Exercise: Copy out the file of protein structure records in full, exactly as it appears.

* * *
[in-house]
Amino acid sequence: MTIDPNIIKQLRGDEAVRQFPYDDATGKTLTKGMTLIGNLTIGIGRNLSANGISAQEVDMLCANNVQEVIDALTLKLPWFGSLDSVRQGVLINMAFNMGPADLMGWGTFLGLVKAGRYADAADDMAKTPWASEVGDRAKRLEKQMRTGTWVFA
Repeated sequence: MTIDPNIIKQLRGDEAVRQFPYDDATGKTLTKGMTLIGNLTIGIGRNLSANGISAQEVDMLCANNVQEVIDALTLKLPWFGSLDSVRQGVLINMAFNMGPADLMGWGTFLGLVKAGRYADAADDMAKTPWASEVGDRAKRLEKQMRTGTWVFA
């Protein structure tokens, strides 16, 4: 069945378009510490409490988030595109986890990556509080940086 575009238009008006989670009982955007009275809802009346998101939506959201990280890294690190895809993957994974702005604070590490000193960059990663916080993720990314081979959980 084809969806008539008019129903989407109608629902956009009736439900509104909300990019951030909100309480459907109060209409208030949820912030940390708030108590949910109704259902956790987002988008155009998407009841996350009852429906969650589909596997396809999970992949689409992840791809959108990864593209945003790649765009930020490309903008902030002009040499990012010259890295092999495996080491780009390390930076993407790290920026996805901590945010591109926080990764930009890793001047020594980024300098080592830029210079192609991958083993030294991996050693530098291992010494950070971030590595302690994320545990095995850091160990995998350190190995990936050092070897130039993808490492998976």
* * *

[in-house]
Amino acid sequence: MTIDPNIIKQLRGDEAVRQFPYDDATGKTLTKGMTLIGNLTIGIGRNLSANGISAQEVDMLCANNVQEVIDALTLKLPWFGSLDSVRQGVLINMAFNMGPADLMGWGTFLGLVKAGRYADAADDMAKTPWASEVGDRAKRLEKQMRTGTWVFA
Repeated sequence: MTIDPNIIKQLRGDEAVRQFPYDDATGKTLTKGMTLIGNLTIGIGRNLSANGISAQEVDMLCANNVQEVIDALTLKLPWFGSLDSVRQGVLINMAFNMGPADLMGWGTFLGLVKAGRYADAADDMAKTPWASEVGDRAKRLEKQMRTGTWVFA
């Protein structure tokens, strides 16, 4: 069945378009510490409490988030595109986890990556509080940086 575009238009008006989670009982955007009275809802009346998101939506959201990280890294690190895809993957994974702005604070590490000193960059990663916080993720990314081979959980 084809969806008539008019129903989407109608629902956009009736439900509104909300990019951030909100309480459907109060209409208030949820912030940390708030108590949910109704259902956790987002988008155009998407009841996350009852429906969650589909596997396809999970992949689409992840791809959108990864593209945003790649765009930020490309903008902030002009040499990012010259890295092999495996080491780009390390930076993407790290920026996805901590945010591109926080990764930009890793001047020594980024300098080592830029210079192609991958083993030294991996050693530098291992010494950070971030590595302690994320545990095995850091160990995998350190190995990936050092070897130039993808490492998976």